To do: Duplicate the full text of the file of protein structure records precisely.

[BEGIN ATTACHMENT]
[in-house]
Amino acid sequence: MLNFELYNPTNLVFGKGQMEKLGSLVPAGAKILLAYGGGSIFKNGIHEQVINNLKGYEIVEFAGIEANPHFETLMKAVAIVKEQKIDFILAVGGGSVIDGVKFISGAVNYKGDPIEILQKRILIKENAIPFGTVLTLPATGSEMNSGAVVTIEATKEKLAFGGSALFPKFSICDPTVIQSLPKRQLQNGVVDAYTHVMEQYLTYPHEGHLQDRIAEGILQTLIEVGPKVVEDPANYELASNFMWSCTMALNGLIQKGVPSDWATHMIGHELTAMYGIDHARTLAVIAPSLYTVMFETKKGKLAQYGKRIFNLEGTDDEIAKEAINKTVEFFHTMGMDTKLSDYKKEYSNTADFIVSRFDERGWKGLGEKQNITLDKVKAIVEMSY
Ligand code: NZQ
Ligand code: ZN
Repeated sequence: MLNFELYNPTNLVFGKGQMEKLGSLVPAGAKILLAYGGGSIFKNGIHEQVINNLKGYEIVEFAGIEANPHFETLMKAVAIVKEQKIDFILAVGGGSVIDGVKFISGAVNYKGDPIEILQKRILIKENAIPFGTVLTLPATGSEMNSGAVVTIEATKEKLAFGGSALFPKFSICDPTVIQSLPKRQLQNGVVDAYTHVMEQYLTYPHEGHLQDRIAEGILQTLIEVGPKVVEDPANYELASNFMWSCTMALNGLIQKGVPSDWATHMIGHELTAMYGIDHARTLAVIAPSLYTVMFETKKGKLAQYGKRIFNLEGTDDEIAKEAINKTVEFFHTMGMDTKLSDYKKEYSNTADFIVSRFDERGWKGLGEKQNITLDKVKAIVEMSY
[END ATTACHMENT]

[in-house]
Amino acid sequence: MLNFELYNPTNLVFGKGQMEKLGSLVPAGAKILLAYGGGSIFKNGIHEQVINNLKGYEIVEFAGIEANPHFETLMKAVAIVKEQKIDFILAVGGGSVIDGVKFISGAVNYKGDPIEILQKRILIKENAIPFGTVLTLPATGSEMNSGAVVTIEATKEKLAFGGSALFPKFSICDPTVIQSLPKRQLQNGVVDAYTHVMEQYLTYPHEGHLQDRIAEGILQTLIEVGPKVVEDPANYELASNFMWSCTMALNGLIQKGVPSDWATHMIGHELTAMYGIDHARTLAVIAPSLYTVMFETKKGKLAQYGKRIFNLEGTDDEIAKEAINKTVEFFHTMGMDTKLSDYKKEYSNTADFIVSRFDERGWKGLGEKQNITLDKVKAIVEMSY
Ligand code: NZQ
Ligand code: ZN
Repeated sequence: MLNFELYNPTNLVFGKGQMEKLGSLVPAGAKILLAYGGGSIFKNGIHEQVINNLKGYEIVEFAGIEANPHFETLMKAVAIVKEQKIDFILAVGGGSVIDGVKFISGAVNYKGDPIEILQKRILIKENAIPFGTVLTLPATGSEMNSGAVVTIEATKEKLAFGGSALFPKFSICDPTVIQSLPKRQLQNGVVDAYTHVMEQYLTYPHEGHLQDRIAEGILQTLIEVGPKVVEDPANYELASNFMWSCTMALNGLIQKGVPSDWATHMIGHELTAMYGIDHARTLAVIAPSLYTVMFETKKGKLAQYGKRIFNLEGTDDEIAKEAINKTVEFFHTMGMDTKLSDYKKEYSNTADFIVSRFDERGWKGLGEKQNITLDKVKAIVEMSY